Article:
6. Which video are you referring to? And I’d call marching back and forth in front of the entrance so that trucks can’t pass and slashing truck tires – which is something that the picketers definitely did – “blocking” business as usual.

    Picking apart BPD releases word-by-word probably isn’t worth doing. I get the sense that they don’t have the highest-caliber copywriters and analysts pouring over this stuff for accuracy before it goes out.

  7. The police described it as “blocking or impeding” or words close to that. “Impeding” (retarding, slowing down) is fully lawful if the picket is lawful — they are there to make their case to truckers (e.g.) to honor the strike. A lawful strike is not merely the withholding of labor (if it were, who would need a picket?) but can also include other elements including the discouragement of business as usual. (A practical example: a lawful picket can impede entry to a job site for scabs, forcing them to cross a picket line and slowing them down.) The fact that the police said “blocking or impeding” rather than “blocking” — plus the video that shows impeding, not blocking — means that the police aren’t relying on “blocking”.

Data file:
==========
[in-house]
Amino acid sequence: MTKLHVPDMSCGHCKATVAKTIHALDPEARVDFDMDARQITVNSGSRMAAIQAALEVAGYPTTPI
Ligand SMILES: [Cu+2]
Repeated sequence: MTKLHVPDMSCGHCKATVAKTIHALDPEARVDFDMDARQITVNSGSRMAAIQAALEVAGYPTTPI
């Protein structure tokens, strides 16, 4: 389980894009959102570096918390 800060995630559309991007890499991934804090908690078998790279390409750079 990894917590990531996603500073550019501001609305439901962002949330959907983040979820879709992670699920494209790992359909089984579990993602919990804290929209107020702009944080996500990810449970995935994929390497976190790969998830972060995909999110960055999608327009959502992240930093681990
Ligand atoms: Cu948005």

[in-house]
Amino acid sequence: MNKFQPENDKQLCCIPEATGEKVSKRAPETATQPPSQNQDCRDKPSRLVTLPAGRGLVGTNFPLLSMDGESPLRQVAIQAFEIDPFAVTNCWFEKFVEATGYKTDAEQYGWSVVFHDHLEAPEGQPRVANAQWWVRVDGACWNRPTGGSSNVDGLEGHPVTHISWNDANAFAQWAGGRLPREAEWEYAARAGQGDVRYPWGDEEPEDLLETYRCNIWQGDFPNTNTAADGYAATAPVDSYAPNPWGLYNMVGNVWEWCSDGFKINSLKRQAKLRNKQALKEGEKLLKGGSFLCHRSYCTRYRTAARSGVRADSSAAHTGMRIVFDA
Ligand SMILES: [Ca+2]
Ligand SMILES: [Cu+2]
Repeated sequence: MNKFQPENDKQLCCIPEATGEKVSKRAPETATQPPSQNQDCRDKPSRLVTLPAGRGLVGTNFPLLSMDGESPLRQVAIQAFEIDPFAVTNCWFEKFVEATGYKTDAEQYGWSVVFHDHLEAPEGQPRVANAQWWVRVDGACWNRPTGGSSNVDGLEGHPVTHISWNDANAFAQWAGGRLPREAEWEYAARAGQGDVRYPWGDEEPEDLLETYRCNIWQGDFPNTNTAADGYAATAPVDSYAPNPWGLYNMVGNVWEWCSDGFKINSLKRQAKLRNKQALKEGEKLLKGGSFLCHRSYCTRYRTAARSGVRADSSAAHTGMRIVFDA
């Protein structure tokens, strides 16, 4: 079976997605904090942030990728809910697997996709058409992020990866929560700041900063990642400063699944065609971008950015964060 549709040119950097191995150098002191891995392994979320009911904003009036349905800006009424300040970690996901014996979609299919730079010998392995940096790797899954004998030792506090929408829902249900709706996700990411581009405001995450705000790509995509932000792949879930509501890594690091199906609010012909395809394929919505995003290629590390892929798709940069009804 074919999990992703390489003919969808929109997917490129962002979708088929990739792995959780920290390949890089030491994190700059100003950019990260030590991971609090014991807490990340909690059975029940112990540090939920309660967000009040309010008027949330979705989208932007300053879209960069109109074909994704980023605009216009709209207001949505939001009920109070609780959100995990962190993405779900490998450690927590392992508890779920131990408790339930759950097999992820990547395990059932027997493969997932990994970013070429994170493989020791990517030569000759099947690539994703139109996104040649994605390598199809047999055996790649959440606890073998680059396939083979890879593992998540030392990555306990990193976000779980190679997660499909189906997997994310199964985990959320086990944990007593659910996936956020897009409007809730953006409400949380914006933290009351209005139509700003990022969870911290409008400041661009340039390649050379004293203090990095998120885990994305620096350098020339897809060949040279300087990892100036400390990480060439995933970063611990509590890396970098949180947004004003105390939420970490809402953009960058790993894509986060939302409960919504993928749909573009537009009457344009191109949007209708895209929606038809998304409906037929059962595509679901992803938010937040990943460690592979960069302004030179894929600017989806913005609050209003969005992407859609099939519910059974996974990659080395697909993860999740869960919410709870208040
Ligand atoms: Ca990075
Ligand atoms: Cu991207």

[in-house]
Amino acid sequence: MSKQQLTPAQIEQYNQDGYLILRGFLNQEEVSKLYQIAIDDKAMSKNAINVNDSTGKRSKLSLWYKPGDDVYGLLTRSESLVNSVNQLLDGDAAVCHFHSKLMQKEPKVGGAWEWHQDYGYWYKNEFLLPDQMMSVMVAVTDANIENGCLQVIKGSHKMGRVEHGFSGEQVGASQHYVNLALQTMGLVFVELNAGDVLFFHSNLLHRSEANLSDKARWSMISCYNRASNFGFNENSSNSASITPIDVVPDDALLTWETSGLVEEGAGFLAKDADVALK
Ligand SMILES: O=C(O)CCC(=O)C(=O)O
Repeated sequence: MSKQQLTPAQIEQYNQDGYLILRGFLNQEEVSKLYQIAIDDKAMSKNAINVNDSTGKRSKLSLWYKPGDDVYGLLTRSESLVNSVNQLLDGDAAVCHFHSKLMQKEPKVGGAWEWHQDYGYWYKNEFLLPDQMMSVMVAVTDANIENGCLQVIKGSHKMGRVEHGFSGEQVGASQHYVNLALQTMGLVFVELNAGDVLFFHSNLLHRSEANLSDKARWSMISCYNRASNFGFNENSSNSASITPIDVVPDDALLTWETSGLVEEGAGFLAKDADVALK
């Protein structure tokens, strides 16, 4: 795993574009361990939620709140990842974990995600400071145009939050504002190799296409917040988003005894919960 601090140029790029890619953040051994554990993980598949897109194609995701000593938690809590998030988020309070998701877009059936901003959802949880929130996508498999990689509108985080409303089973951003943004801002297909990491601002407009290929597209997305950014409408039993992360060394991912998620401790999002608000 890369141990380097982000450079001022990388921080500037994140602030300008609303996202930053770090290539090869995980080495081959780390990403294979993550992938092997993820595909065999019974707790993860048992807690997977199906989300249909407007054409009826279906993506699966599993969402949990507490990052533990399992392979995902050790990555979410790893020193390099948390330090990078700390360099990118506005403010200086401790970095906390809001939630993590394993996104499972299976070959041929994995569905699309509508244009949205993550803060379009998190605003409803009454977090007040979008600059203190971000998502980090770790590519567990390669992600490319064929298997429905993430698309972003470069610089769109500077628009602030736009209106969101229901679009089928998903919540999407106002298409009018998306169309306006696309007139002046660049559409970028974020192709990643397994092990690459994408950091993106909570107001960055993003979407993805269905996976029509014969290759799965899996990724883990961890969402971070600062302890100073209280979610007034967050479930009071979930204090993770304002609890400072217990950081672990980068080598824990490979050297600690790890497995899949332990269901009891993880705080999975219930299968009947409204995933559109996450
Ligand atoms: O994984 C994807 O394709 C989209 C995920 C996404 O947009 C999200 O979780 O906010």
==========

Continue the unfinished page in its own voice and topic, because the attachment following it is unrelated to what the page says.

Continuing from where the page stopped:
The police also explicitly cited the picketing of a third-party warehouse as not protected activity (and hence justification for their action — this is the “secondary picket” excuse). The serious labor law problem there is that in the facts alleged in some of the reports, this union action was not directed at the warehouse or the trucker’s business but against the employer who had (per the accounts alleged) established a nexus of operations there in (what would therefore be) a bogus attempt to evade the strike action on a technicality which didn’t correctly apply in this case.